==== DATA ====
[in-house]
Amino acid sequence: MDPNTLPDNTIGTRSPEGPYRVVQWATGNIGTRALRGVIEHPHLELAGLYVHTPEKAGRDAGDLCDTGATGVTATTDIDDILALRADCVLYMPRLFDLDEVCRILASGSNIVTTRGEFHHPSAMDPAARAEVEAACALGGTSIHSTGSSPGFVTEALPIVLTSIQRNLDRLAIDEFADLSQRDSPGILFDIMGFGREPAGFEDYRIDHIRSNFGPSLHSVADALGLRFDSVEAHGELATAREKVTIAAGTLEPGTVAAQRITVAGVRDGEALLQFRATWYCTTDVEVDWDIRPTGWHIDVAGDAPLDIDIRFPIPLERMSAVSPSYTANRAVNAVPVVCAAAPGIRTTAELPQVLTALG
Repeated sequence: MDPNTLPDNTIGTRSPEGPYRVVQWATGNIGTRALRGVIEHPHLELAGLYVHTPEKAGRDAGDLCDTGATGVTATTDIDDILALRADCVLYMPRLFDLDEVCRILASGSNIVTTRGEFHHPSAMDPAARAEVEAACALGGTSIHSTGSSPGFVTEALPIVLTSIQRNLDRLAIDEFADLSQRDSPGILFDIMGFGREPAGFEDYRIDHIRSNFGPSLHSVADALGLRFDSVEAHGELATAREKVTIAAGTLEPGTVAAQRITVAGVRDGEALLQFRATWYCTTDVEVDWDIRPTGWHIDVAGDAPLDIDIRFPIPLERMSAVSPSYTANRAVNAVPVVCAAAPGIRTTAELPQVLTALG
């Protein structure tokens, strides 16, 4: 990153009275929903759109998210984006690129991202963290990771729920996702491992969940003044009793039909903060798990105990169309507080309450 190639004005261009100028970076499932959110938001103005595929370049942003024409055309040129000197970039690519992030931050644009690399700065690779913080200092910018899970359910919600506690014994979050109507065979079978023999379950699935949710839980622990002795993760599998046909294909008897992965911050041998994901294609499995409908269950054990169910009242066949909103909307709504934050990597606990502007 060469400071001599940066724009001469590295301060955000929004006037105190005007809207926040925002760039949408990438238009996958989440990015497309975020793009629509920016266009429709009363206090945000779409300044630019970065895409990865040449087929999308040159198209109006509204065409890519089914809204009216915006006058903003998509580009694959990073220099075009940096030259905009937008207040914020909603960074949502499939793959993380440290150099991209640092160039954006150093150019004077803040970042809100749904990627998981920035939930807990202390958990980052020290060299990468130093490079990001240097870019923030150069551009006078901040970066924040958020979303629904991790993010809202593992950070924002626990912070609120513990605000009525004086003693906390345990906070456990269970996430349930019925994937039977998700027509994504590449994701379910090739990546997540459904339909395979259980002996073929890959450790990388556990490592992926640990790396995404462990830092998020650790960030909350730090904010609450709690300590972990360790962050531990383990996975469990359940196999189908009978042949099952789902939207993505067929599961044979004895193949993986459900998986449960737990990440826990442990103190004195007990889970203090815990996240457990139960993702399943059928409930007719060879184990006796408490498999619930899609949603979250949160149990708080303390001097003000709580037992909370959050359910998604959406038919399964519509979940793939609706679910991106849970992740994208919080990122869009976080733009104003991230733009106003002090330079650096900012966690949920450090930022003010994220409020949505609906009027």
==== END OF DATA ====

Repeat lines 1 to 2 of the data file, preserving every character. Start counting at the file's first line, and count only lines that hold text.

[in-house]
Amino acid sequence: MDPNTLPDNTIGTRSPEGPYRVVQWATGNIGTRALRGVIEHPHLELAGLYVHTPEKAGRDAGDLCDTGATGVTATTDIDDILALRADCVLYMPRLFDLDEVCRILASGSNIVTTRGEFHHPSAMDPAARAEVEAACALGGTSIHSTGSSPGFVTEALPIVLTSIQRNLDRLAIDEFADLSQRDSPGILFDIMGFGREPAGFEDYRIDHIRSNFGPSLHSVADALGLRFDSVEAHGELATAREKVTIAAGTLEPGTVAAQRITVAGVRDGEALLQFRATWYCTTDVEVDWDIRPTGWHIDVAGDAPLDIDIRFPIPLERMSAVSPSYTANRAVNAVPVVCAAAPGIRTTAELPQVLTALG